Will Suffolk’s roads be pothole-free when the Women’s Tour arrives?
As Suffolk County Council ramps up its battle against potholes after the winter freeze, one route around the county is set to get special attention over the next three months.
The route of the Women’s Tour on June 13 is set to get special attention from the pothole gangs – ensuring the roads are as smooth as possible for the star cyclists.
The route from Framlingham to Southwold via Woodbridge, Ipswich, Stowmarket and Framlingham (again) is mainly on A and B roads which are normally a priority for pothole repairs – and an extra effort will be made to ensure they are clear for riders.
Suffolk Highways’ road mapping tool shows a number of potholes have been reported along the 130km route – some in the Wickham Market and Melton areas are scheduled to be repaired “within 14 weeks” which could take it very close to race day.
However officials at the council made it clear their staff would be ensuring it was all clear before the race.
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A council spokeswoman said: “Suffolk Highways are responsible for over 4,000 miles of roads across the county. Following the recent bad weather, we have declared a war on potholes to improve the overall state of roads across the county.
“While we don’t have specific plans around road repairs ahead of the Women’s Tour, our inspectors do know the routes and will of course inspect them in advance of the race in June.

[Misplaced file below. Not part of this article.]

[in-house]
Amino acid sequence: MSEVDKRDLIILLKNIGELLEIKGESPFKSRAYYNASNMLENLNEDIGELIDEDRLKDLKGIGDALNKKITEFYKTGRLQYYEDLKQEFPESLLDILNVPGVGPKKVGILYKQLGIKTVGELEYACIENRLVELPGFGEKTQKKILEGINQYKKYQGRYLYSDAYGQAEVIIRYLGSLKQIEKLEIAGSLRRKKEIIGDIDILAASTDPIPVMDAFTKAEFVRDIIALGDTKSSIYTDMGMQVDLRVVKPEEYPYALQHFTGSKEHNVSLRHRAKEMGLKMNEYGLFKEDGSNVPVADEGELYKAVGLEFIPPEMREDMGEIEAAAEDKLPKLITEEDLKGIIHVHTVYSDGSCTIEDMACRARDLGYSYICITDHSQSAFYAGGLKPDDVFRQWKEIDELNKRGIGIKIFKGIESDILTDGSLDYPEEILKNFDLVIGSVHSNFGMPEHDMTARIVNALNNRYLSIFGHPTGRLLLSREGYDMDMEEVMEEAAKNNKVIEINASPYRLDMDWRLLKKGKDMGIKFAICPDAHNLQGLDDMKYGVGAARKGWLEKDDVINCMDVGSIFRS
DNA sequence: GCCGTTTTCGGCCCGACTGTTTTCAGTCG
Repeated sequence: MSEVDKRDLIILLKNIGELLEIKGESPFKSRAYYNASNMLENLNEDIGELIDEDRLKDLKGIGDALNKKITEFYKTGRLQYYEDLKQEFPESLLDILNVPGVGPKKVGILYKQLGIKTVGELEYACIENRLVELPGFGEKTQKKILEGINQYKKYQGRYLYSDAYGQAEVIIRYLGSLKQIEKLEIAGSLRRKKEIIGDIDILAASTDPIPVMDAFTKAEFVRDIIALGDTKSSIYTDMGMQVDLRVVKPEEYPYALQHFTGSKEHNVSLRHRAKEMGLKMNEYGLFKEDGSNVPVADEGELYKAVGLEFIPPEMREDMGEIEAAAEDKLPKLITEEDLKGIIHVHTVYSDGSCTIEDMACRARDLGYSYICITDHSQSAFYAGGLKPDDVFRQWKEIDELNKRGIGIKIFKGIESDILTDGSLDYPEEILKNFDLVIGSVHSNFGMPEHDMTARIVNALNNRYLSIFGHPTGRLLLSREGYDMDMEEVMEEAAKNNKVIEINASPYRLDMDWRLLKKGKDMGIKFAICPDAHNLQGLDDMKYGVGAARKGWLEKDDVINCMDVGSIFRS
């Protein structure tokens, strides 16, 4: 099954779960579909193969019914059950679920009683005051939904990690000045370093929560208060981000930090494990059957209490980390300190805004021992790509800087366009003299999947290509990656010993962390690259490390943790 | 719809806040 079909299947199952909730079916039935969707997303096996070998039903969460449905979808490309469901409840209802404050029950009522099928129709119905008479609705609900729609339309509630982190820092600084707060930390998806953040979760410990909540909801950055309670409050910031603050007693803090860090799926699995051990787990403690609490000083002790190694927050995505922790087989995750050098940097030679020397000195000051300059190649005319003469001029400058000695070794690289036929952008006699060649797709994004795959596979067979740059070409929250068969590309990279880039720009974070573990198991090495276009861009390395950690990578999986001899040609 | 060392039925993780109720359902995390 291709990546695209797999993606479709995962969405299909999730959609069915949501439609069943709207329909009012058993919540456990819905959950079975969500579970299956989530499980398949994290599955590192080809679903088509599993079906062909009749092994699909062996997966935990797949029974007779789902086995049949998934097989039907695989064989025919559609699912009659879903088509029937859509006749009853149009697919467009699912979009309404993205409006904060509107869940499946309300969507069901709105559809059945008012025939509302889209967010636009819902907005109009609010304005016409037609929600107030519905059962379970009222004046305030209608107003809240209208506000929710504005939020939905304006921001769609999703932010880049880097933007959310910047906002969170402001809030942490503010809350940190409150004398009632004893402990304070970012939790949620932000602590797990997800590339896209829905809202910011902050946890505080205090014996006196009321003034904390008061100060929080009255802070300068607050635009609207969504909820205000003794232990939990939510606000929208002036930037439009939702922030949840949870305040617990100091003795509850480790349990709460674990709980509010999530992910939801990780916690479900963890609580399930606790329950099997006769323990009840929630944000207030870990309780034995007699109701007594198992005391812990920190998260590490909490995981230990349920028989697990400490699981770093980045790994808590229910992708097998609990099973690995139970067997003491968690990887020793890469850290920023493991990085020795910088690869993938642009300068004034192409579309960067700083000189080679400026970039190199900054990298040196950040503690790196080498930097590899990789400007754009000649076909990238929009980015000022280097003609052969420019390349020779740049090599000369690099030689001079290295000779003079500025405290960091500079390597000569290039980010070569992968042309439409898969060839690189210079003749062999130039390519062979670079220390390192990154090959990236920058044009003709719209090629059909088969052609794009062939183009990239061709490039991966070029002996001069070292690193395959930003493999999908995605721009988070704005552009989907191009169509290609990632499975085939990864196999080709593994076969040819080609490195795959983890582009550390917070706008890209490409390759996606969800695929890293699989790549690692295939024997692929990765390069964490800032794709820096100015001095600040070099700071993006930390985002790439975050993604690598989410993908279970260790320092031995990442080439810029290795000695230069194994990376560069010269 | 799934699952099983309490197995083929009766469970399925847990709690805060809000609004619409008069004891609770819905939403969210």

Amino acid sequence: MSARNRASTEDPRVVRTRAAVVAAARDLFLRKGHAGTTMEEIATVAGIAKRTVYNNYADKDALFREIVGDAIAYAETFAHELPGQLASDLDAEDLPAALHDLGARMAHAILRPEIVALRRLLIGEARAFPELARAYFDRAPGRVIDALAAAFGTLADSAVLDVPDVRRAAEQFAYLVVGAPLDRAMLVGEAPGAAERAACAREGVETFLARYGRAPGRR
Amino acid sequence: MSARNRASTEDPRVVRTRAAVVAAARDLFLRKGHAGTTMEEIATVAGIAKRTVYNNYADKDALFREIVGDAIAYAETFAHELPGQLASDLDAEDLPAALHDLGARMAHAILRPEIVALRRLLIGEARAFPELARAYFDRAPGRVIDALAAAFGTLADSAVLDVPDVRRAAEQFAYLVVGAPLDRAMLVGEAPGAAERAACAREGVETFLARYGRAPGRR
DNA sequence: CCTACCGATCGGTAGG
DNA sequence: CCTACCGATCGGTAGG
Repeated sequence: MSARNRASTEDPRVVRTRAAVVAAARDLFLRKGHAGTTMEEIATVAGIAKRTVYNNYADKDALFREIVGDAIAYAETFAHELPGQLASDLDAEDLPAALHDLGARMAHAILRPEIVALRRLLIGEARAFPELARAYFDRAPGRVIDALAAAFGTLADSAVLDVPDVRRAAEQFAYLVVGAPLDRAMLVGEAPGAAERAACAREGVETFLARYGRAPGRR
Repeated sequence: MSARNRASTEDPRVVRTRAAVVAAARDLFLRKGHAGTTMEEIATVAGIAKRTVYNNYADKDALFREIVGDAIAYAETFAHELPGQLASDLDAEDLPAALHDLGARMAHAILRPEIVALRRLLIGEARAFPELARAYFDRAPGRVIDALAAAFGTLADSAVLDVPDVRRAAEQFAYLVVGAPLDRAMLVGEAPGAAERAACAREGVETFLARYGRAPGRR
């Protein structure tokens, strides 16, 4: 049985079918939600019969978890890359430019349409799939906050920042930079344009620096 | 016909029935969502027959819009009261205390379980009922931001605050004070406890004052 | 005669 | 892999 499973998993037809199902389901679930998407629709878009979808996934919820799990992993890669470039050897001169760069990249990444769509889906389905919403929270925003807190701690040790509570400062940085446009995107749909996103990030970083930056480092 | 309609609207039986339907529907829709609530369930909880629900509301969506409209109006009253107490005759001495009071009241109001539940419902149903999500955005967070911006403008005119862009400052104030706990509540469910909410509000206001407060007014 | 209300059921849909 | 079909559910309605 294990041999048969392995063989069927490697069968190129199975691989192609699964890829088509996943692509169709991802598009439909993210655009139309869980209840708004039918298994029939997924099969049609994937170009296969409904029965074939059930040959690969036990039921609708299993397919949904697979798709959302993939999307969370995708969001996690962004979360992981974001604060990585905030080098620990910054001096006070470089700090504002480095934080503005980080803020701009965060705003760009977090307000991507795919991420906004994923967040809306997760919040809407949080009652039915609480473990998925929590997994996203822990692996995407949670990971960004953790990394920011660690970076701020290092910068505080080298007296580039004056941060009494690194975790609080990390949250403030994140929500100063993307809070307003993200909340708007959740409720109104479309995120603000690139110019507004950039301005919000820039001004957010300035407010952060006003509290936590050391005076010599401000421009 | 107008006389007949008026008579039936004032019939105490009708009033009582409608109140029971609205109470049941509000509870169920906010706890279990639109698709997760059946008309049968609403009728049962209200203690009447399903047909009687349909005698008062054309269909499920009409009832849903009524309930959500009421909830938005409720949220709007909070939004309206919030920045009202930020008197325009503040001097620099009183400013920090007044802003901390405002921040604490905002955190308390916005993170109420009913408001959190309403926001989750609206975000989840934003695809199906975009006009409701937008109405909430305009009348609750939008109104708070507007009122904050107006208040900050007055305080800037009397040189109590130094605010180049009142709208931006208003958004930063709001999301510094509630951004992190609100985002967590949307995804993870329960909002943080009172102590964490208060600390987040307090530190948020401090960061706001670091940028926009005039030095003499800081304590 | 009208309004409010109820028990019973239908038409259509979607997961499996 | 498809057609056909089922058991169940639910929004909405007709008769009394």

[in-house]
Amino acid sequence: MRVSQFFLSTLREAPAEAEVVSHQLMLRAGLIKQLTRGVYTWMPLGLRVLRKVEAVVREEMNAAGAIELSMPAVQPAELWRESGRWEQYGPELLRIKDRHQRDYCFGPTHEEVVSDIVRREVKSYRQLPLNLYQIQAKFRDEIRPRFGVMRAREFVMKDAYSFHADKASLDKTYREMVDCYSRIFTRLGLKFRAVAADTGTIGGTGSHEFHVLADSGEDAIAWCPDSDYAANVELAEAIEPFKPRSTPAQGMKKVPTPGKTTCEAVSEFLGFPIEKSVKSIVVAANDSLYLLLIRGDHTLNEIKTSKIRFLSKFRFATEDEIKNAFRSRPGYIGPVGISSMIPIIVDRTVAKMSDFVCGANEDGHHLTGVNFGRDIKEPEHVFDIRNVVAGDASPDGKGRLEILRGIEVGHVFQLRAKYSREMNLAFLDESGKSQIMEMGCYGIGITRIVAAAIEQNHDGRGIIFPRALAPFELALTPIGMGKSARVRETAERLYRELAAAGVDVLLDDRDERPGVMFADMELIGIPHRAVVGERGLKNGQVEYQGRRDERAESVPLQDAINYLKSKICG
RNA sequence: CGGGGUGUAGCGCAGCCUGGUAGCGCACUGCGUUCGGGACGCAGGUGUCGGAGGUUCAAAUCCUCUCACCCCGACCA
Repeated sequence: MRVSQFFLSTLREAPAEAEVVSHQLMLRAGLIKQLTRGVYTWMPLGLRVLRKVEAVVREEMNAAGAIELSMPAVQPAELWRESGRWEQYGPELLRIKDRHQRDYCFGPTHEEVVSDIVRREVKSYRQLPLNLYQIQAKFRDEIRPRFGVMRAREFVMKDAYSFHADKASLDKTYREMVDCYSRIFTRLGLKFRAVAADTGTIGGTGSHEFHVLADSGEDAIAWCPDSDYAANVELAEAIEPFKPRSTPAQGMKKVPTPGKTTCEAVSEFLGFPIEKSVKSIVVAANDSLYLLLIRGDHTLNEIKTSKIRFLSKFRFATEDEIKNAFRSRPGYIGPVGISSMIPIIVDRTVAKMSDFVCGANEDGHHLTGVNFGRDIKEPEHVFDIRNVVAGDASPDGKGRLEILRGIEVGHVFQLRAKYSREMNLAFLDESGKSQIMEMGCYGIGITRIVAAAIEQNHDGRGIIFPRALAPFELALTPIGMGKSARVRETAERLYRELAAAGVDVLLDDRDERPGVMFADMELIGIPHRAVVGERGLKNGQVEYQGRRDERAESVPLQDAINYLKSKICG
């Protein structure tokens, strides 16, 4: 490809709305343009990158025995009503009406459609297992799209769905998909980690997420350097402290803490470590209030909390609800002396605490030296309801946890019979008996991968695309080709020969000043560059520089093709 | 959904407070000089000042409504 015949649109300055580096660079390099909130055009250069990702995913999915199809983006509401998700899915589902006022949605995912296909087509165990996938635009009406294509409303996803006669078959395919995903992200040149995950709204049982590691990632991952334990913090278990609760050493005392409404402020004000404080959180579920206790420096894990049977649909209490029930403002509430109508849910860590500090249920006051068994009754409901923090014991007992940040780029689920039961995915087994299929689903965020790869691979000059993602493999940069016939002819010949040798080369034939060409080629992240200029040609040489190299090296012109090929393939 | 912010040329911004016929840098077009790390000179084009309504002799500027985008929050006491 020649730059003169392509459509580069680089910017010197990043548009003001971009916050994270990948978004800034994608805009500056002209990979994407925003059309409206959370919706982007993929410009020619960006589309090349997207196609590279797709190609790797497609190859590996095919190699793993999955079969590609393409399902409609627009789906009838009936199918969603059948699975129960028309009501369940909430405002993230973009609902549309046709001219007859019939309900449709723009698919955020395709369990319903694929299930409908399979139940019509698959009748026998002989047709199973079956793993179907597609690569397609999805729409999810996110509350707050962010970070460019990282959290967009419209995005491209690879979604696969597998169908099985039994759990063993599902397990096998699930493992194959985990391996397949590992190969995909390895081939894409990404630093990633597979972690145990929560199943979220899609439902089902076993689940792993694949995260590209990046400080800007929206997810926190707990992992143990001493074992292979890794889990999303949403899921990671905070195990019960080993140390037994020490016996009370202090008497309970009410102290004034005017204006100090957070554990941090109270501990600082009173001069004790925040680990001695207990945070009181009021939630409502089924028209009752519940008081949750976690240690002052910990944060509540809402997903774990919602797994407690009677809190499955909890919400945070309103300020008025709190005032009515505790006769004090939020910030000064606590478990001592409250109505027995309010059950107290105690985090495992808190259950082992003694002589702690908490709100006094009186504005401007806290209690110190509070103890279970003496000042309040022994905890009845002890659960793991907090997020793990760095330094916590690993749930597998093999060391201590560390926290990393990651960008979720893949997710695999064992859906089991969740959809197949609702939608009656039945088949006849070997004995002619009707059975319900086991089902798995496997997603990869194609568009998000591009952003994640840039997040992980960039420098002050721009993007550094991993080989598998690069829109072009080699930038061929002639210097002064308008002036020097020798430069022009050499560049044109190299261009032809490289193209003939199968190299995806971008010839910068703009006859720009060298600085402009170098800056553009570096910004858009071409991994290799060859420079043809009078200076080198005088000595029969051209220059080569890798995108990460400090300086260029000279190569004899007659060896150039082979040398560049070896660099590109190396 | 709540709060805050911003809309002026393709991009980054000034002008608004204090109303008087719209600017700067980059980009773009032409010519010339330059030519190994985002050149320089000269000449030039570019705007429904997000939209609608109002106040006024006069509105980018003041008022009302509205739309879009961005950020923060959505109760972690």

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“We have held stages of both the Men’s Tour and the Women’s Tour in Suffolk in previous years and event organisers have commended the condition of the county’s roads during previous events.”
There are strict rules and inspections of roads in the weeks before the race and just before the event itself.
It is clear that ensuring these roads are smooth and ready for riders will be a priority for the organisers.
Across the county, Suffolk Highways has received 11,000 reports of potholes during the first two months of 2018 – twice the number for the same period last year and that was before the snow and ice hit last week.
To cope with the increased demand Suffolk Highways has created extra road repair gangs to tackle problems – and is using different material which lasts longer in wet weather.
It is also planning a major road repair programme starting in the spring.